For a client, I am researching the area of Social Technologies – that is, the humane use of innovative technologies in social care, including care of the elderly and infirm – to understand how this domain can be intelligently and effectively supported.
I am currently working to map and engage with possible stakeholders; understand their and other audiences’ potential interests, needs and goals; map the landscape of organisations in this area; and propose viable designs for addressing them.
Possible stakeholders include Academia, Funders, Government (National and Local), Regulators, Health/care providers, the Tech industry, the Media, Social technology researchers, and Social and Technology policymakers.
I’d welcome thoughts from friends and colleagues on challenges, stakeholders, and exemplary organisations working intelligently and effectively in parallel domains. Do post thoughts here or on my LinkedIn post, where other colleagues have been commenting. Either way, if you’d like to be updated on this research when it is published and goes to the next stage do get in touch.
In this article I argue that there is an orthodoxy in the design profession, which is a product of ‘not knowing what you don’t know’, a tendency to create filter bubbles, and ‘bad faith’ humanism. The design industries embrace diversity in everything except politics; users are at the centre except when their views don’t fit. I also reflect on my journey to understanding how design and politics relate and the insight that:
“while creativity and innovation are distinct domains, their potential will only be realised when the common people have political freedom”
The BBC Radio 4 Money Programme edition Total Recall: The Toyota Story recounts Toyota’s major vehicle recall in the context of the company’s history. Though it takes far too long to do it, and is accompanied by annoying music, it gets interesting about 20m in when it describes Toyota’s ‘just in time’ production model (inspired by the inventory strategy of the US Piggly Wiggly self-service grocery chain) being a response of post-War material shortages in Japan. It also charts Toyota’s encroachment on the US car market, beginning in the 1950s, including some wonderful TV adverts from the 1960s/70s. [Producer: Ruth Shurman]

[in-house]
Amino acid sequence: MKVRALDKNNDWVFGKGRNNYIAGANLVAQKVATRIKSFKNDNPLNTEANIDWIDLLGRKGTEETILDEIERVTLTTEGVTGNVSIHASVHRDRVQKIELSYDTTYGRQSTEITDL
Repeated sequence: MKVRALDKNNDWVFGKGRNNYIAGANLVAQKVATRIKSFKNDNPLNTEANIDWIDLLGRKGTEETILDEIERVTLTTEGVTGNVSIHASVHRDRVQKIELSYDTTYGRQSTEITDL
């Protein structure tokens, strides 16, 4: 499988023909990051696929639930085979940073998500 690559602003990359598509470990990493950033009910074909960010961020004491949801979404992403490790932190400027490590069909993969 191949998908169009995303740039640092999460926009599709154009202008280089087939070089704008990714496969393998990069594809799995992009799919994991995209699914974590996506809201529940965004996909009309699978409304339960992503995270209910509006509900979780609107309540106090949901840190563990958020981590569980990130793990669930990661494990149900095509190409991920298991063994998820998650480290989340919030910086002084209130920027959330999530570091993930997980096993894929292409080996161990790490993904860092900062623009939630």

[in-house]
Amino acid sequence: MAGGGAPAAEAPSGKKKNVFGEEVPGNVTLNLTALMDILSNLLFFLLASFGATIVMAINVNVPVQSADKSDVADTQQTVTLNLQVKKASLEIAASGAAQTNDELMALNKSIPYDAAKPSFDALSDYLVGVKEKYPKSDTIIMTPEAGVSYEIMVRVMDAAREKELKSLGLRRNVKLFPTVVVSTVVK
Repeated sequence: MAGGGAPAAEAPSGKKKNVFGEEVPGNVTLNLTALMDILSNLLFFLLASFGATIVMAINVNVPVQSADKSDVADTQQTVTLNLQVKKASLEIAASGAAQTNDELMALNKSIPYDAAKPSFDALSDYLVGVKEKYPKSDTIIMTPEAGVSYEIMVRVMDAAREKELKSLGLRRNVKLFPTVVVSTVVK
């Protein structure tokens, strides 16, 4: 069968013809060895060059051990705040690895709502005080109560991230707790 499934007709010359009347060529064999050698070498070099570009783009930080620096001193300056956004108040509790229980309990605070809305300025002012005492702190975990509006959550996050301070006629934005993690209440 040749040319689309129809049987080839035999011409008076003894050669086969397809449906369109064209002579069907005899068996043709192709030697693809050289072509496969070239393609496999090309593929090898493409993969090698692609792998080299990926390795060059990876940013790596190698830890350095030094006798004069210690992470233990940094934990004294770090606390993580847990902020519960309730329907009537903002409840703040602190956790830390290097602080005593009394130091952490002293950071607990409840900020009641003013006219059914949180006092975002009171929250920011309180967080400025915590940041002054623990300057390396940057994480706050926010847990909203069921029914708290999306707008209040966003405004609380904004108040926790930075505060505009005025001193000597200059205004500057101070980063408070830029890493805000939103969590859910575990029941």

The event will start from the observation that the Internet is dominated by two ruling narratives: ‘an American one, where power is concentrated in the hands of just a few big players, and a Chinese model, where government surveillance appears to be the leitmotif’. It asks ‘Between Big Tech and Beijing, where does this leave citizens? What could Europe do create a more human-centric future internet?’.
Debaters include Professor John Naughton, Senior Research Fellow at the University of Cambridge’s Centre for Research in the Arts, Social Sciences and Humanities (CRASSH), who has spoke at my events in the past; Marleen Stikker, Managing Director and Co-Founder of the Waag Society, which has been key to thinking about digital culture in the Netherlands and beyond; Adam Rang, Head of Location-Independent Investment, e-Residency, for the Republic of Estonia; Katja Bego, EU Engineroom Project Coordinator and Senior Researcher at Nesta; and Nesta’s CEO Geoff Mulgan.
The question on which they will focus are:
Could Europe build the kind of alternatives that would put citizens back in the driver’s seat?
Rather than trying to build the next Google, should Europe focus on building the decentralised infrastructures that would prevent the next Google instead?
This event is aimed at policymakers, civil society leaders, innovators, activists and everyone else involved with shaping and thinking about the future of the internet. I will be there, adding my bit of analysis, insight and shaping.
On Wed @Nesta_UK hosts an event on the Next Generation Internet initiative, the EC’s programme to build a more democratic/inclusive/resilient Internet; speakers inc. @adamrangpr John Naughton (@jjn1) @marleenstikker @katjabego https://t.co/zT4QOl6A9g (cc @jim_boulton @EvaPascoe)
One year on, a lovely BBC Bowie documentary – David Bowie: The Last Five Years – featuring many of his close friends and artistic and other collaborators reflecting on how he worked, and how he revealed he was dying. It focuses on his last two albums, The Next Day and Blackstar, and his play Lazarus, with lots of footage from backstage and other working environments.
Some of the most moving interviews are with guitarist and arranger Carlos Alomar, and one wonders what those collaborators who pre-deceased him would say, such as Mick Ronson. Also interviewed is graphic designer Jonathan Barnbrook, who worked on both albums (and more) with Bowie, and who I know a little, He talks fascinatingly about how Bowie art directed the design of The Next Day as a riposte to his earlier self-conscious image-making. (I think the design of Blackstar is one of the most wonderful covers and identities I’ve seen in years.) A great watch.